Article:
A new study led by a Boston University School of Public Health (BUSPH) researcher has found that states with higher estimated rates of gun ownership experience a higher incidence of non-stranger firearms homicides – disputing the claim that gun ownership deters violent crime, its authors say.
The study, led by Dr. Michael Siegel, professor of community health sciences, and published in the American Journal of Public Health, found no significant relationship between levels of gun ownership and rates of stranger-on-stranger homicide. However, it did find that higher levels of gun ownership were associated with increases in non-stranger homicide rates, including those involving guns.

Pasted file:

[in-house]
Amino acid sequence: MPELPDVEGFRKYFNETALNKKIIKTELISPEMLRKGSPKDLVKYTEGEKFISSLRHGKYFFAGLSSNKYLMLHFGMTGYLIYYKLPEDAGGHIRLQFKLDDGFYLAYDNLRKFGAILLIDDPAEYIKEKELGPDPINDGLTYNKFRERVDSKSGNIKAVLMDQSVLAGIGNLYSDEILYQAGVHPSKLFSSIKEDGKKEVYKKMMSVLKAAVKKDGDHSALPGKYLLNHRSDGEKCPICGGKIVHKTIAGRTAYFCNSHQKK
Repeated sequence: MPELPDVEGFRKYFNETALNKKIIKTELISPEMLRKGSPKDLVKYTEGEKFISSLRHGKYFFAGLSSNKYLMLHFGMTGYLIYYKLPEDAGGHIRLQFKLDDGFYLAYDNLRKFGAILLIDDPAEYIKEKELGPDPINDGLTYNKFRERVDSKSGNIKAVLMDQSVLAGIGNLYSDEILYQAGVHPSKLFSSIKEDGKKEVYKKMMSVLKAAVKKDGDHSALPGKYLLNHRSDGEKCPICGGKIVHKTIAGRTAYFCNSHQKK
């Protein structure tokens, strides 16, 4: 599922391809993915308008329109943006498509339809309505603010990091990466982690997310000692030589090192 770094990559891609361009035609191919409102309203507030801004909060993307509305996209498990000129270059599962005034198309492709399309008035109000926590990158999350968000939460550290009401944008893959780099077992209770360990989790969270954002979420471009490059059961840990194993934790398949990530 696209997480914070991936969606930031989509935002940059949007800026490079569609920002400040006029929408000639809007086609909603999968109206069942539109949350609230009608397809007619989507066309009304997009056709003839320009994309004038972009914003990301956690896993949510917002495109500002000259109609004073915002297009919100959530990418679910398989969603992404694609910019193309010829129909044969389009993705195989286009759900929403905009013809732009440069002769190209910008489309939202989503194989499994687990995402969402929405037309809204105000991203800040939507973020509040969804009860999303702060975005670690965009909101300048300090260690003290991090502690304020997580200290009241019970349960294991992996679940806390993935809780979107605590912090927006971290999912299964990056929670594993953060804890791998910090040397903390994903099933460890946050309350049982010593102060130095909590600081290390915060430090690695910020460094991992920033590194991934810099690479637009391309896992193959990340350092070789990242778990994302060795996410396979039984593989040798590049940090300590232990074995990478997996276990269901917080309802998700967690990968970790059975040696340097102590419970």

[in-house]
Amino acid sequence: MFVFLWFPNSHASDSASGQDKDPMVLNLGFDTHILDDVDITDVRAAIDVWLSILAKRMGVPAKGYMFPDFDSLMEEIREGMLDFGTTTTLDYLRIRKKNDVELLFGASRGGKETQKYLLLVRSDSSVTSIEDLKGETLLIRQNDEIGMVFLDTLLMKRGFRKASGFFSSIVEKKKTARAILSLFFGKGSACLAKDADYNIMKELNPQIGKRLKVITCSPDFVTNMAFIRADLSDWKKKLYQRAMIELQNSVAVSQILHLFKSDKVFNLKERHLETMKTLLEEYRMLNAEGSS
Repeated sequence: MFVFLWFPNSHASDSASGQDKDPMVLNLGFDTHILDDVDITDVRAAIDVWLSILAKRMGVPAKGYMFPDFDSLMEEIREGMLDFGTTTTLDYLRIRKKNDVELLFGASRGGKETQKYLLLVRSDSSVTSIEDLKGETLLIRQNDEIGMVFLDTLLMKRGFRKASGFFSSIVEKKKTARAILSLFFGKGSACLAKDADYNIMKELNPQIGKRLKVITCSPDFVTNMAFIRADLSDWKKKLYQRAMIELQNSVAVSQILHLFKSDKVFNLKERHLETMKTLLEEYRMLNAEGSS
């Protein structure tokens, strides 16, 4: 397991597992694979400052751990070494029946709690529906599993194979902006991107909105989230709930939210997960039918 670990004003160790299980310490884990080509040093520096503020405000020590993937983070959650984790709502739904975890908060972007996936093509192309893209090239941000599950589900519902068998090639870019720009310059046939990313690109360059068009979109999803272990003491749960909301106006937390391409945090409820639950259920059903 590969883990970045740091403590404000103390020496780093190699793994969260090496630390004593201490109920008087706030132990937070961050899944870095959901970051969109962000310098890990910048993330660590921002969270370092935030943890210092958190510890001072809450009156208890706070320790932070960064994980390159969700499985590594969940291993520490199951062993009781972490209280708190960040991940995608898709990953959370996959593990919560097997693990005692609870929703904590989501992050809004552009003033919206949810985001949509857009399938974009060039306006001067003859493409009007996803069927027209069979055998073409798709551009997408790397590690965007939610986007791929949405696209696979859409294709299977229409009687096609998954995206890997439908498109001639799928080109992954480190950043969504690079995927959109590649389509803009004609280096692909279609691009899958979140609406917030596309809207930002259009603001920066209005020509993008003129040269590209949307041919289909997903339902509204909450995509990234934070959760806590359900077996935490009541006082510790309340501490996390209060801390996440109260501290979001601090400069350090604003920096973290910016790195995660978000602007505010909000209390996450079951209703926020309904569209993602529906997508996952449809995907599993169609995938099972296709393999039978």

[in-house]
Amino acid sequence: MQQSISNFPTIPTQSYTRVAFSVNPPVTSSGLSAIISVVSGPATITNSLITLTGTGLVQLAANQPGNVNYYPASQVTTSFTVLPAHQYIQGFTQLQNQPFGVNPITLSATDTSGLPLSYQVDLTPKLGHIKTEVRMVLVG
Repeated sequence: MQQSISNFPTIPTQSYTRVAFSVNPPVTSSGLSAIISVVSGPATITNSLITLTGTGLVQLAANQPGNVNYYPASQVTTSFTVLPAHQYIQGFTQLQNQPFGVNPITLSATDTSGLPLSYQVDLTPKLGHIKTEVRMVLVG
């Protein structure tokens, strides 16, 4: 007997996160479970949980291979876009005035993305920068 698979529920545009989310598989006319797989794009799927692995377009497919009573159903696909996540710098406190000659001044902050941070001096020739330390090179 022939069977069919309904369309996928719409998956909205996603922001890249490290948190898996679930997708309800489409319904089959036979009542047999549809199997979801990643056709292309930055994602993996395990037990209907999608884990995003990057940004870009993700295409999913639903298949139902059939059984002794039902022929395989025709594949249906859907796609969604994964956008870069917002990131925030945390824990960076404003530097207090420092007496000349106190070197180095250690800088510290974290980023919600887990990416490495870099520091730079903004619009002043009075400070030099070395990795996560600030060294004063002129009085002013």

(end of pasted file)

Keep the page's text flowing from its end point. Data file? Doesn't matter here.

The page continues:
The study is the first to look at the association between gun ownership and rates of stranger vs. non-stranger homicides. Last year, Dr. Siegel and colleagues reported that U.S. states with higher estimated rates of gun ownership had higher overall numbers of firearms-related homicides.
“Our findings refute the argument that gun ownership deters strangers from committing homicide,” Dr. Siegel said. “Instead, these findings suggest that gun ownership actually increases the risk of violent death, as it is associated with higher rates of non-stranger homicide.”
To read more about the study, go to: http://www.bu.edu/sph/2014/09/29/higher-gun-ownership-rates-linked-to-increase-in-non-stranger-homicide-bu-study-finds/